You can have good process (or bad process) in an organization of any size, large, medium, or small. Good process doesn't cost anything, really, other than time and effort. I don't understand what the size of the operation has to do with the error.
“Human error, which is going to happen in any process,” Zaibak said. “Any time there is a human involved, things like that can happen.”
Saying that human error “… is going to happen” is self-defeating, self-fulfilling prophesy.
“Things like that can happen” doesn't mean they must happen.
When leaders shrug off human error instead of looking in the mirror and thinking about systems and processes, errors like this don't get resolved, they don't get prevented for the future.
If human error is not preventable, does that mean we have to remove all humans from the work? Hogwash. Unlikely.
How can other hospitals and pharmacies LEARN from this so the problem isn't repeated elsewhere? Does everybody really have to learn from their own mistakes?
This article says:
In a statement to WISN 12 News, an Aurora spokesman said, “This was the result of unintended human error, and we have used it as an opportunity to review and remind team members about our process.”
As I've written about a lot before, putting up a warning sign that says “Don't forget to put the vaccine back in the fridge” is probably not an effective countermeasure. Healthcare loves “be more careful” type signs, but we need more than that.
“Should all hospitals be reviewing their own procedures for the vaccine after seeing how a mistake like this can happen?” [the reporter] Wainscot asked [Milwaukee County Medical Services Director Ben] Weston.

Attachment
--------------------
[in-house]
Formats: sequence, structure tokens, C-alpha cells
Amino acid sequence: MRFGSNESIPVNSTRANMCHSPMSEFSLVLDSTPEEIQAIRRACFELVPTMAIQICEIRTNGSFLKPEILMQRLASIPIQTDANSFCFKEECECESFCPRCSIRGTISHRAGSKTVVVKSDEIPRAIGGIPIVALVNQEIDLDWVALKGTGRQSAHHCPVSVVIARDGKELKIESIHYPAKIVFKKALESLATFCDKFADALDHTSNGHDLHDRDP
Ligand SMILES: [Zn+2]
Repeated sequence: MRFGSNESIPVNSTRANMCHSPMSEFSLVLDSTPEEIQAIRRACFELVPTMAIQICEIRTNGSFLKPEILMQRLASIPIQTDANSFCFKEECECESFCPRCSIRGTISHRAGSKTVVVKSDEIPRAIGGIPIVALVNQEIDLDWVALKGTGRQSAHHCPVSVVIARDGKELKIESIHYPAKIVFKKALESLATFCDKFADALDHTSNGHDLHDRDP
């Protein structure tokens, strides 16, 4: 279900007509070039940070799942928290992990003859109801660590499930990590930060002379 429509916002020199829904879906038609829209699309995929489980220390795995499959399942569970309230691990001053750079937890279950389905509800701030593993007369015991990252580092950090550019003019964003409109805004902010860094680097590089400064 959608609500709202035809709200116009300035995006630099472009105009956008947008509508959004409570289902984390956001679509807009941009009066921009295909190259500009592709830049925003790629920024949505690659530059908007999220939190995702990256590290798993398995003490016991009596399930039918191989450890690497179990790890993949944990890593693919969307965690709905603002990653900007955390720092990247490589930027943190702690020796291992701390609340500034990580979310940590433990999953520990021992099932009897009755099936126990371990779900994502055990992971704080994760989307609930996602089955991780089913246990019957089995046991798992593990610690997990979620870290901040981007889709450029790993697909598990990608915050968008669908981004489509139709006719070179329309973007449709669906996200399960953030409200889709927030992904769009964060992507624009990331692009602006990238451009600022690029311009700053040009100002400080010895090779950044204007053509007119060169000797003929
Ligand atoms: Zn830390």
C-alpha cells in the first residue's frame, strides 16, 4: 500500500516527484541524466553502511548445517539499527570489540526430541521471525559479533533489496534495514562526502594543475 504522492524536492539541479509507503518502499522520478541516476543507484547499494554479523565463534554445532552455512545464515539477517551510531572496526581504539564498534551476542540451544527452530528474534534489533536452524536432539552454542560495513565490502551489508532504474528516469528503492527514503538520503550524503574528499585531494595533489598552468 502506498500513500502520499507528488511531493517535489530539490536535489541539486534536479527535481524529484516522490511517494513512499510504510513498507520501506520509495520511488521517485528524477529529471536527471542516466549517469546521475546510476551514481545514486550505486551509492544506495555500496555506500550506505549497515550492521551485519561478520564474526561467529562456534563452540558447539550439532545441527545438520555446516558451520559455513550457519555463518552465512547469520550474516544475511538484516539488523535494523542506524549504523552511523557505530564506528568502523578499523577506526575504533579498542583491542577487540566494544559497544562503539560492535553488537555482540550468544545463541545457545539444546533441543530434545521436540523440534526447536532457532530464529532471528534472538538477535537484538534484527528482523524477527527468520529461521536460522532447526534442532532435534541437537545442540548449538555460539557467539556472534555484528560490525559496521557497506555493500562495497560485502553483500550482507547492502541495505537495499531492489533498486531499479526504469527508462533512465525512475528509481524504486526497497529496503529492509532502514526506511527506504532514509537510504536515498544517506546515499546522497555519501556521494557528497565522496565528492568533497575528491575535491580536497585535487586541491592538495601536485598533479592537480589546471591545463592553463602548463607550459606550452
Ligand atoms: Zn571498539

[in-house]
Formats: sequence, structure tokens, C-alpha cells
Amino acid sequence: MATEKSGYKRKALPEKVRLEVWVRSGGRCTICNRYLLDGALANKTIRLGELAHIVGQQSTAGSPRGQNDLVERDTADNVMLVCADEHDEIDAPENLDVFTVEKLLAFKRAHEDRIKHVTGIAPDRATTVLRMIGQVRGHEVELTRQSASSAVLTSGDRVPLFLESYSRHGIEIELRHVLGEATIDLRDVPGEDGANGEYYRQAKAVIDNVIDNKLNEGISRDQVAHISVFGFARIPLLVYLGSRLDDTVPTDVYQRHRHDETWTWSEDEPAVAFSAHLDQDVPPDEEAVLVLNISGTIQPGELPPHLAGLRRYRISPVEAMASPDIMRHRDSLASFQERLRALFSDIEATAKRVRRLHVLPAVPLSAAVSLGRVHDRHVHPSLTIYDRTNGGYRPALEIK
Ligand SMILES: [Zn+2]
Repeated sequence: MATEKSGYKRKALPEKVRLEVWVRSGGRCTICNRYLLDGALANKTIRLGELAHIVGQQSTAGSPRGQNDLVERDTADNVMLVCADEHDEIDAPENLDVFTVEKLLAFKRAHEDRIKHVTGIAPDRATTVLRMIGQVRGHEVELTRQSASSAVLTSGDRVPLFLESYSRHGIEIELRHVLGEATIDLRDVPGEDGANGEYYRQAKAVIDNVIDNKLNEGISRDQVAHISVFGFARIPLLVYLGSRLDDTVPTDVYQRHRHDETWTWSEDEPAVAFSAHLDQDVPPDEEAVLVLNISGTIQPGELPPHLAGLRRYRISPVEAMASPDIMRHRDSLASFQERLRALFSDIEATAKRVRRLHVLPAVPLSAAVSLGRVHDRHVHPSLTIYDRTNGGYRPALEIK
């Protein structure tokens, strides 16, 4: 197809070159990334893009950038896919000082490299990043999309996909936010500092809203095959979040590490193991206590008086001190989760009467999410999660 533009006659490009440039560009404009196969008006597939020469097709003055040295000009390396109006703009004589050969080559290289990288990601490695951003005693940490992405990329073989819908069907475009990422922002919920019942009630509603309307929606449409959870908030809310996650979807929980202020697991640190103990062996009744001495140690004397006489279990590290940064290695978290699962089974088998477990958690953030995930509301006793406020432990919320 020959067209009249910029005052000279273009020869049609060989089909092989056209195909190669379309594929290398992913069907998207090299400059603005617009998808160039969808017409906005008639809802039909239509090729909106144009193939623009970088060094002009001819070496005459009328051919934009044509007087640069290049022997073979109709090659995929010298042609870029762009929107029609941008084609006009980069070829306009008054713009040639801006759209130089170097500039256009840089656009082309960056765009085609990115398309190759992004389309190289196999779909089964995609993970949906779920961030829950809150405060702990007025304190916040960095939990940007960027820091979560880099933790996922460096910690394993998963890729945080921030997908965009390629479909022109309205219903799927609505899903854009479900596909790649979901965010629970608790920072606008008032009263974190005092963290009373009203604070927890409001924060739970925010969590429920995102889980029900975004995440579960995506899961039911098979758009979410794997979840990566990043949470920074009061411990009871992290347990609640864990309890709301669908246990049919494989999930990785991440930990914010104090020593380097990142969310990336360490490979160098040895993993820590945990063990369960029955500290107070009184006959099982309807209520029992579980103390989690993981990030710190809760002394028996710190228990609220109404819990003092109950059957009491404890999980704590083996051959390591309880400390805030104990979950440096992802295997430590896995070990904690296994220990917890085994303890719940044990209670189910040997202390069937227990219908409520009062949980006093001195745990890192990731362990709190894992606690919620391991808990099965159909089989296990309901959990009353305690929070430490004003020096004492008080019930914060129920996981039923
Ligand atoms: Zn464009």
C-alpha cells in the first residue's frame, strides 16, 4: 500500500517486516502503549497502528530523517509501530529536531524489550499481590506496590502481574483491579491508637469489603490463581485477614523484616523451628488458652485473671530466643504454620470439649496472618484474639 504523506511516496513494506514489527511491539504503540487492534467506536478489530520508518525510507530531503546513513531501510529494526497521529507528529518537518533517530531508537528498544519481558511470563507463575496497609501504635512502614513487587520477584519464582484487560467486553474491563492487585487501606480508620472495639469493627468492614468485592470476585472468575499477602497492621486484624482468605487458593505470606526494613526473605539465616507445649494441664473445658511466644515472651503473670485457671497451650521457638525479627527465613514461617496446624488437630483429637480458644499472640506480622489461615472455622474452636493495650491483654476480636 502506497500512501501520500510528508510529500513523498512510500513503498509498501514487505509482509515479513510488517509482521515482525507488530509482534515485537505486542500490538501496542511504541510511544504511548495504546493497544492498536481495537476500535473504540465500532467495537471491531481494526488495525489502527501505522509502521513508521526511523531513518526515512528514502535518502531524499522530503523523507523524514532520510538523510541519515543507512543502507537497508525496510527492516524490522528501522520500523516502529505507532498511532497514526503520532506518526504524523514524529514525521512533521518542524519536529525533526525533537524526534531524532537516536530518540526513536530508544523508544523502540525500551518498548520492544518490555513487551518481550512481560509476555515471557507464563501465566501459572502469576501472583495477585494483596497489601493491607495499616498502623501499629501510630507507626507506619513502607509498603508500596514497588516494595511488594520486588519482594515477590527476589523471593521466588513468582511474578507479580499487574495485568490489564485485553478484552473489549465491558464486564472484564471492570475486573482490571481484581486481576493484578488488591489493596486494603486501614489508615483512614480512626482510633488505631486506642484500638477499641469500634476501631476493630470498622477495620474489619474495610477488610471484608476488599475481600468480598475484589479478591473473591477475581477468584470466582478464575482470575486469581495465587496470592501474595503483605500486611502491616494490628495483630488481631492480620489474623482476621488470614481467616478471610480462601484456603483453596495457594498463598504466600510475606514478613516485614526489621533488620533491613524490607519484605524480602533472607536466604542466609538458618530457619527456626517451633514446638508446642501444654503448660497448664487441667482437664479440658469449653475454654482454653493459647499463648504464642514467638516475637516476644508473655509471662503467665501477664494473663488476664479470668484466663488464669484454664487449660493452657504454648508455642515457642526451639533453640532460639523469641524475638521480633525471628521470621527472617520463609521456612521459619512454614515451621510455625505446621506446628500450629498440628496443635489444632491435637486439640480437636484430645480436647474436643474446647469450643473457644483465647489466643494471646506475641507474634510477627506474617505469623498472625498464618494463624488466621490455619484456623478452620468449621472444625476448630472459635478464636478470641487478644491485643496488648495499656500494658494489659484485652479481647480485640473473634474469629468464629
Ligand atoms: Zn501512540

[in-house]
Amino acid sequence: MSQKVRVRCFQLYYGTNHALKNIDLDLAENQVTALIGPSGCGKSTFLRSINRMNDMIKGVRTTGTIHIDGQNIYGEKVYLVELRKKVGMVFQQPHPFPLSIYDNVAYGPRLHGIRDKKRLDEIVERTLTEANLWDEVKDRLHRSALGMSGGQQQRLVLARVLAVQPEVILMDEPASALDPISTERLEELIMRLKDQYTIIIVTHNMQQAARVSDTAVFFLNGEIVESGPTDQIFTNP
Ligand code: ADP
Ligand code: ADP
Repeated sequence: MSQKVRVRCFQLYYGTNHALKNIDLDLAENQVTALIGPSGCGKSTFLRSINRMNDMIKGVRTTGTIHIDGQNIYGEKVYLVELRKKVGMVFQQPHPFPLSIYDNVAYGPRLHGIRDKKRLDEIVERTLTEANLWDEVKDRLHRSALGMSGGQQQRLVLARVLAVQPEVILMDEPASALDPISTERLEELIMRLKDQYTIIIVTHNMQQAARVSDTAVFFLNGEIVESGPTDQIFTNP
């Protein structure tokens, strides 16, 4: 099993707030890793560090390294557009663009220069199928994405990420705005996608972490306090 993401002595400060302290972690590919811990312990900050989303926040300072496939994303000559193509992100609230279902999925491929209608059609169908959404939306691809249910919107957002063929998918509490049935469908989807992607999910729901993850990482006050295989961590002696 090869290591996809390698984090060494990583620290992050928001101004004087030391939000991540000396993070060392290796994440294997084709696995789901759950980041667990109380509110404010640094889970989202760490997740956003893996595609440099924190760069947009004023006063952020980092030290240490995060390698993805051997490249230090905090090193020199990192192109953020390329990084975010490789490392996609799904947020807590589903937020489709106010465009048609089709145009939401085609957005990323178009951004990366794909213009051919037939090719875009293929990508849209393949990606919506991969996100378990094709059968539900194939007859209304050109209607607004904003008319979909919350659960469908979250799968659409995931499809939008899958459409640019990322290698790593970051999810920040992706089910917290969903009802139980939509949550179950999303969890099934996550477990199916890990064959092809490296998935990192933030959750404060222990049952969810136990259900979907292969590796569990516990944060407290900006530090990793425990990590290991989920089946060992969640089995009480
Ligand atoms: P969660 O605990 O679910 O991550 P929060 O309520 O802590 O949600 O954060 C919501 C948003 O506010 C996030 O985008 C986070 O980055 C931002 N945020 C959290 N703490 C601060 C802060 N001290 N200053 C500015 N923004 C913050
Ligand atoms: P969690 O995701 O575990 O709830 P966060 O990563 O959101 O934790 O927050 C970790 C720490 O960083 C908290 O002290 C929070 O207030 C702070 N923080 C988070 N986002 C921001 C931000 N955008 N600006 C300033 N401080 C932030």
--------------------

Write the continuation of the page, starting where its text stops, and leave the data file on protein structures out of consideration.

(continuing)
“Absolutely, all hospitals should be reviewing their policies and practices and health departments and anybody else receiving the vaccine. It's a complicated process,” Weston said.
I hope that all hospitals will be proactive… how could this mistake happen in your organization? What can you do to prevent it? If you're reading this and you work in healthcare, what can you do today to prevent a similar mishap?
On a more positive note, here is a story about a hospital being proactive:
“So we really have to look at the schedule for the following day to make sure that we are pulling the right amount, we're labeling it with the correct expiration. We have to, obviously, do it very quickly,” shared Brian Spencer, pharmacy service line manager. “So we have a whole team in pharmacy that is taking care of that.”
Up to this point, Spencer tells us that no doses have gone to waste, and he is very pleased with how his team has managed the vaccine storage.
There's a “whole team” and hopefully they have a well-defined process… and I hope they keep up that perfect track record of not wasting doses.
Here is story about a different type of vaccine error in Germany:
JAB BLUNDER: Care home workers rushed to hospital after being ‘overdosed' with Pfizer Covid vaccine five times the recommended dose
“Each vial contains five doses of the vaccine – and are supposed to be diluted before use.”
It doesn't say directly, but I guess we can infer that people were given the full vial, undiluted?
At least this isn't likely to be a deadly error… just more wasted vaccine.
An administrator is quoted as saying,
“This individual case is due to individual errors.”
There they go again, blaming individuals instead of process… “but they should have known better!” somebody might reply. Again, how effective was the training? How good was the supervision? How could this have been allowed to occur?
Questions like that help us get beyond just shrugging and feeling bad and saying, “Human error was to blame.”
Final thought: If you're doing root cause analysis, and part of that includes asking “why?” repeatedly… if you get to the point where an answer to “why?” is “human error,” then keep asking why. Why was the human error possible? Why was the process susceptible to human error?
And then ask, “What can we do to prevent it in the future?”